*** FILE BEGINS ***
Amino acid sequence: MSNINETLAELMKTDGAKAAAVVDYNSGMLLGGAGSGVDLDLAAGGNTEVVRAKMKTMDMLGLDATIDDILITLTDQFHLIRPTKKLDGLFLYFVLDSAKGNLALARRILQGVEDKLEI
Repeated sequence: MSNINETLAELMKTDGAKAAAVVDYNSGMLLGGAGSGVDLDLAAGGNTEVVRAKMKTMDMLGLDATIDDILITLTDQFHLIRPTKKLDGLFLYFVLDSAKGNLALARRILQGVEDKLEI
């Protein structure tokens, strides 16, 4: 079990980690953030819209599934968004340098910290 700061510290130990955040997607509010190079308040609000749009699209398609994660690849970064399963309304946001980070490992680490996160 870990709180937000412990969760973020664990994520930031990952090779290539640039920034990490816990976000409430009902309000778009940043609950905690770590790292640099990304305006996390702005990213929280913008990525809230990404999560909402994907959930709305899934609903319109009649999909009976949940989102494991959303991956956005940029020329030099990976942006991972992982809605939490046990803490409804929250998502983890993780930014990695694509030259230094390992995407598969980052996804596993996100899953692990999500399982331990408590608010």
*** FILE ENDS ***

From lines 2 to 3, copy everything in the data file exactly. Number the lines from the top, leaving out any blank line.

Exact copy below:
Repeated sequence: MSNINETLAELMKTDGAKAAAVVDYNSGMLLGGAGSGVDLDLAAGGNTEVVRAKMKTMDMLGLDATIDDILITLTDQFHLIRPTKKLDGLFLYFVLDSAKGNLALARRILQGVEDKLEI
């Protein structure tokens, strides 16, 4: 079990980690953030819209599934968004340098910290 700061510290130990955040997607509010190079308040609000749009699209398609994660690849970064399963309304946001980070490992680490996160 870990709180937000412990969760973020664990994520930031990952090779290539640039920034990490816990976000409430009902309000778009940043609950905690770590790292640099990304305006996390702005990213929280913008990525809230990404999560909402994907959930709305899934609903319109009649999909009976949940989102494991959303991956956005940029020329030099990976942006991972992982809605939490046990803490409804929250998502983890993780930014990695694509030259230094390992995407598969980052996804596993996100899953692990999500399982331990408590608010």